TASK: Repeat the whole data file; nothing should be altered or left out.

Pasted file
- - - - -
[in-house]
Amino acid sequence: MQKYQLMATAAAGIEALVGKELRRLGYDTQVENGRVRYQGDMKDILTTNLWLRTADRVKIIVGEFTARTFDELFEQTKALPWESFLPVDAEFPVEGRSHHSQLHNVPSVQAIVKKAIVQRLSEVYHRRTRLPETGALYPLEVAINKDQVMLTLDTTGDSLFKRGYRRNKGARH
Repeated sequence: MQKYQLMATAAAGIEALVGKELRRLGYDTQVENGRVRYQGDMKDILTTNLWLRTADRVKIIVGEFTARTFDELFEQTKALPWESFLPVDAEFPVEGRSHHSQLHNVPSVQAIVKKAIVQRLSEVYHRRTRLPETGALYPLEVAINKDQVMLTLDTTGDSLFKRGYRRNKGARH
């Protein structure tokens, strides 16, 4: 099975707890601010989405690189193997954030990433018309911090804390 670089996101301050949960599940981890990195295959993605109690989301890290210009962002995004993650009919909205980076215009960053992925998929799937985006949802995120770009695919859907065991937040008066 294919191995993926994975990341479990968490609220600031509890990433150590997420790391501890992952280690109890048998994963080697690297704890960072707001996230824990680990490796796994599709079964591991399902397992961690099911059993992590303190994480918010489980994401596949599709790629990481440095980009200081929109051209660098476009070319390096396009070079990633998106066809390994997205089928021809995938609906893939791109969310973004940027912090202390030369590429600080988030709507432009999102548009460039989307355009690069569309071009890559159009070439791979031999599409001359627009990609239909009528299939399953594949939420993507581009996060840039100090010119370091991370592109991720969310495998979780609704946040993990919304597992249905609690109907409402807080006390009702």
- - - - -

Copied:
[in-house]
Amino acid sequence: MQKYQLMATAAAGIEALVGKELRRLGYDTQVENGRVRYQGDMKDILTTNLWLRTADRVKIIVGEFTARTFDELFEQTKALPWESFLPVDAEFPVEGRSHHSQLHNVPSVQAIVKKAIVQRLSEVYHRRTRLPETGALYPLEVAINKDQVMLTLDTTGDSLFKRGYRRNKGARH
Repeated sequence: MQKYQLMATAAAGIEALVGKELRRLGYDTQVENGRVRYQGDMKDILTTNLWLRTADRVKIIVGEFTARTFDELFEQTKALPWESFLPVDAEFPVEGRSHHSQLHNVPSVQAIVKKAIVQRLSEVYHRRTRLPETGALYPLEVAINKDQVMLTLDTTGDSLFKRGYRRNKGARH
């Protein structure tokens, strides 16, 4: 099975707890601010989405690189193997954030990433018309911090804390 670089996101301050949960599940981890990195295959993605109690989301890290210009962002995004993650009919909205980076215009960053992925998929799937985006949802995120770009695919859907065991937040008066 294919191995993926994975990341479990968490609220600031509890990433150590997420790391501890992952280690109890048998994963080697690297704890960072707001996230824990680990490796796994599709079964591991399902397992961690099911059993992590303190994480918010489980994401596949599709790629990481440095980009200081929109051209660098476009070319390096396009070079990633998106066809390994997205089928021809995938609906893939791109969310973004940027912090202390030369590429600080988030709507432009999102548009460039989307355009690069569309071009890559159009070439791979031999599409001359627009990609239909009528299939399953594949939420993507581009996060840039100090010119370091991370592109991720969310495998979780609704946040993990919304597992249905609690109907409402807080006390009702």